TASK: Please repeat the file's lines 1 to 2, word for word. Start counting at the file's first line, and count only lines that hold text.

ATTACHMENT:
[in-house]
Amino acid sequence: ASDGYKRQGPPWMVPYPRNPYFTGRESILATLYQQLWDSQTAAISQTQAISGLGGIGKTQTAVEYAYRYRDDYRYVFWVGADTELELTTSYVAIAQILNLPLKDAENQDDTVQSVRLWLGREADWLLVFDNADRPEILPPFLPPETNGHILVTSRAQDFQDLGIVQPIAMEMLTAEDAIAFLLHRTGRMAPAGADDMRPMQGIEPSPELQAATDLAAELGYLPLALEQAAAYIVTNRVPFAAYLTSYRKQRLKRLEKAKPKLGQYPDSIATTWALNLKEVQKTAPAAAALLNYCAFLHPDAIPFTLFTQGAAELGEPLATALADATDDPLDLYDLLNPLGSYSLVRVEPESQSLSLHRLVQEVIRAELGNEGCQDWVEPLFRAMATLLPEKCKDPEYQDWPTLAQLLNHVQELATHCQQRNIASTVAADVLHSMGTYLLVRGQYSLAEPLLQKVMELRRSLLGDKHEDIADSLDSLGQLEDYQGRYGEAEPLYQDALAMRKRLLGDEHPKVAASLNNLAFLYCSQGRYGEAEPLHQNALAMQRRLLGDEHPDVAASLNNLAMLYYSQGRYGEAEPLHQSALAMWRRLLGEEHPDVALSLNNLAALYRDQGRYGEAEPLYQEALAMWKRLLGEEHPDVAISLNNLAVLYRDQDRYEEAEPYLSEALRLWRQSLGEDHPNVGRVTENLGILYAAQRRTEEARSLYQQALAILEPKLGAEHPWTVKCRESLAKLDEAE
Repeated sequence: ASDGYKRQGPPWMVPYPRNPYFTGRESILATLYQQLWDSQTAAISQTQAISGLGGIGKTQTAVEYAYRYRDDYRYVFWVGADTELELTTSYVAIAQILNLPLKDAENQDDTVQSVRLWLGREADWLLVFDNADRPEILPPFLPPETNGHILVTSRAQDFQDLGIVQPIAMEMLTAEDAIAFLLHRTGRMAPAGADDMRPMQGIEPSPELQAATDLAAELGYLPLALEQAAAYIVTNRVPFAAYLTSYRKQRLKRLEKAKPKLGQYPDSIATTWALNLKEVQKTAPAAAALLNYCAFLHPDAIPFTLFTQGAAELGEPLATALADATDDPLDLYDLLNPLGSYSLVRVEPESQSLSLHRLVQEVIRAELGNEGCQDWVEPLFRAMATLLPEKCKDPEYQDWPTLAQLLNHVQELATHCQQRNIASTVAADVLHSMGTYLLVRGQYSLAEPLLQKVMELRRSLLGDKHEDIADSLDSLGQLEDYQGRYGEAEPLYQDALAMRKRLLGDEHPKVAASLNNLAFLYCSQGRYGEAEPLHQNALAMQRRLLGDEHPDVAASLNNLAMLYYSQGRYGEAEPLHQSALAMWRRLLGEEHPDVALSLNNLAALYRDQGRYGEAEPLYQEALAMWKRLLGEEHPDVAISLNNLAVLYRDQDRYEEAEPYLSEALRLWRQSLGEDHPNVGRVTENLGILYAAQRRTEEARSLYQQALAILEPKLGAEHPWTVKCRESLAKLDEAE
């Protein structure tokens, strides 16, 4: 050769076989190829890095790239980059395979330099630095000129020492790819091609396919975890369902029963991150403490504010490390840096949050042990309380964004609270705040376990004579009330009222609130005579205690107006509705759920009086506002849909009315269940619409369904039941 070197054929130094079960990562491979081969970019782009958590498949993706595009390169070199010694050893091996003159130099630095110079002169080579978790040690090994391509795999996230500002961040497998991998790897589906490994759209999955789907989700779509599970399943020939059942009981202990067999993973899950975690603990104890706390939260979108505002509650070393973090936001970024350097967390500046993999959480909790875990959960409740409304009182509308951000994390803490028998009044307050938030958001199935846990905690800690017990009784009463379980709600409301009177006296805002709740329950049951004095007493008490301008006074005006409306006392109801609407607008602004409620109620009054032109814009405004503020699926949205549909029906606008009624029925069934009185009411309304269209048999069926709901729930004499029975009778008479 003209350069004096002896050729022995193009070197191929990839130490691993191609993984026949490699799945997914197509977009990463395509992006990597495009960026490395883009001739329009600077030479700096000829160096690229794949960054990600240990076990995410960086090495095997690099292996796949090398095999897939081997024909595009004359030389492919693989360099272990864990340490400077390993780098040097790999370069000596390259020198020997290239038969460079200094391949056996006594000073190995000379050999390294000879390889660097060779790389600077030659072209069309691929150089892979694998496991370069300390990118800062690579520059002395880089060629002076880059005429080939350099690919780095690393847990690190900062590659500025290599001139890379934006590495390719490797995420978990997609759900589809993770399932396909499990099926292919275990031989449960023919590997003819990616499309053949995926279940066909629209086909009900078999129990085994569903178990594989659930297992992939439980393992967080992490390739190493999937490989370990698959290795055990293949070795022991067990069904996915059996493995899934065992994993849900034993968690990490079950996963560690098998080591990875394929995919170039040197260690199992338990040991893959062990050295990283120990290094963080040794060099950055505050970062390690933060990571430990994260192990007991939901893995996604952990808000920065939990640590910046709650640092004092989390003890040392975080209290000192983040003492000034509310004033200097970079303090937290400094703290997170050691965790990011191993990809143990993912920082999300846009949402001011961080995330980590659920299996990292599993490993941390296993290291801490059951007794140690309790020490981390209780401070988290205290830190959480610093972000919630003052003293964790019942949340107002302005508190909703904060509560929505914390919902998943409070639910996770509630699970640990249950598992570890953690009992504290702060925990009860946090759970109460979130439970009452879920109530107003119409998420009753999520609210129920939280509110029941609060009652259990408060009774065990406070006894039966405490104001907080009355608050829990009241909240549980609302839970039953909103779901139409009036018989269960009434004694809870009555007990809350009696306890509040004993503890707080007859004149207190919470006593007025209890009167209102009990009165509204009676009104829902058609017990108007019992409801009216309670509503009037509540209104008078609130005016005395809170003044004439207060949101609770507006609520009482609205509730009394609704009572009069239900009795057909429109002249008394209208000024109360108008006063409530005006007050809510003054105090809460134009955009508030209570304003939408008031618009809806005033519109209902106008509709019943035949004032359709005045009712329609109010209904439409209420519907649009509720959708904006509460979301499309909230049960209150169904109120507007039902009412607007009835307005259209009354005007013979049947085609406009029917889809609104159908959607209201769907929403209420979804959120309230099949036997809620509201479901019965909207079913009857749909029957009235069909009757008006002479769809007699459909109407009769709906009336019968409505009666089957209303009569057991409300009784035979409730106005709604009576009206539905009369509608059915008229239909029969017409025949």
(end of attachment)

[in-house]
Amino acid sequence: ASDGYKRQGPPWMVPYPRNPYFTGRESILATLYQQLWDSQTAAISQTQAISGLGGIGKTQTAVEYAYRYRDDYRYVFWVGADTELELTTSYVAIAQILNLPLKDAENQDDTVQSVRLWLGREADWLLVFDNADRPEILPPFLPPETNGHILVTSRAQDFQDLGIVQPIAMEMLTAEDAIAFLLHRTGRMAPAGADDMRPMQGIEPSPELQAATDLAAELGYLPLALEQAAAYIVTNRVPFAAYLTSYRKQRLKRLEKAKPKLGQYPDSIATTWALNLKEVQKTAPAAAALLNYCAFLHPDAIPFTLFTQGAAELGEPLATALADATDDPLDLYDLLNPLGSYSLVRVEPESQSLSLHRLVQEVIRAELGNEGCQDWVEPLFRAMATLLPEKCKDPEYQDWPTLAQLLNHVQELATHCQQRNIASTVAADVLHSMGTYLLVRGQYSLAEPLLQKVMELRRSLLGDKHEDIADSLDSLGQLEDYQGRYGEAEPLYQDALAMRKRLLGDEHPKVAASLNNLAFLYCSQGRYGEAEPLHQNALAMQRRLLGDEHPDVAASLNNLAMLYYSQGRYGEAEPLHQSALAMWRRLLGEEHPDVALSLNNLAALYRDQGRYGEAEPLYQEALAMWKRLLGEEHPDVAISLNNLAVLYRDQDRYEEAEPYLSEALRLWRQSLGEDHPNVGRVTENLGILYAAQRRTEEARSLYQQALAILEPKLGAEHPWTVKCRESLAKLDEAE